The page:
Wednesday, May 29, 2013

Letter to Our Fourth Child

Dear Zach,

First of all, I am so, so sorry for all of the stress hormones.  I hope they do not shape your tiny, developing brain into something that only soaks in sadness once you are born.

You are wanted; you are loved.  All of our kids were (are) wanted and loved deeply, but judging from the amount of crying I have been doing during this pregnancy with you, one could easily be forgiven for thinking it's not so.

I am worried, and probably depressed.  Depression and anxiety don't have to have a reason, but there are many.  For starters, what if your brothers and sister don't feel like I care about them anymore once you arrive?  What if I can't be my best mom self to you?  Your dad is, blessedly, gainfully employed in a field he loves.  But for twelve hours a weekday, it is all me as far as parenting goes.  So I am frankly and panic-strickenly terrified that I won't be able to do what I was once so confident I could do--smile into your face, and cherish you and the three kids who came before you to the full extent that you deserve it.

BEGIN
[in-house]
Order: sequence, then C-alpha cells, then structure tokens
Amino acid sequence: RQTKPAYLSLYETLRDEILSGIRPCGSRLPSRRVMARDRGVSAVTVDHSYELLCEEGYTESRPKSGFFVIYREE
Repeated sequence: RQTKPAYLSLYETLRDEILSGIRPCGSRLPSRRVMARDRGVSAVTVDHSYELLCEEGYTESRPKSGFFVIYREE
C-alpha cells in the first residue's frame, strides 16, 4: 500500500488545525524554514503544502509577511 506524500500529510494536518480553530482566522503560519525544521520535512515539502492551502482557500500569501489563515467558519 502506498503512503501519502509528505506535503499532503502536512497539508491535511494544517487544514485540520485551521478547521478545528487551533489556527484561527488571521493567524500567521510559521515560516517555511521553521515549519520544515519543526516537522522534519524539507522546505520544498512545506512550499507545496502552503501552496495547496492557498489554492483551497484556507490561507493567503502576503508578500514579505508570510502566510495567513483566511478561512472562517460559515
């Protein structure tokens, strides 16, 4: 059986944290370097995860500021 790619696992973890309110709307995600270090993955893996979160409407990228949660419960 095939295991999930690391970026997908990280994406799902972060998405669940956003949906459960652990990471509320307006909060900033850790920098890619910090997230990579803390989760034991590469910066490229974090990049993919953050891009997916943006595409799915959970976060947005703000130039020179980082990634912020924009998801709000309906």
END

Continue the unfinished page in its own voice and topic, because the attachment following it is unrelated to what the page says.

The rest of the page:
That list of affirmations in the bathroom--I am writing and reading and re-reading them for me and you.

One thing you could do, if you are so inclined, is to happily comply with swaddling and breastfeeding (or bottle-feeding) and sleeping.  Ideally you would do these things in perfect tandem with your siblings' needs.  And in perfect harmonic oscillation with the times the Helper Lady is going to be around in the afternoons.  But in the mornings, when we drop off James and Will and Elise and whomever we are carpooling with this fall, perhaps you could ramp up your hunger, thirst, diapering needs, and needs for stimulation within the time period between 8:20 am and noon, wherein I will shotgun a Red Bull and deftly exceed your wildest baby dreams.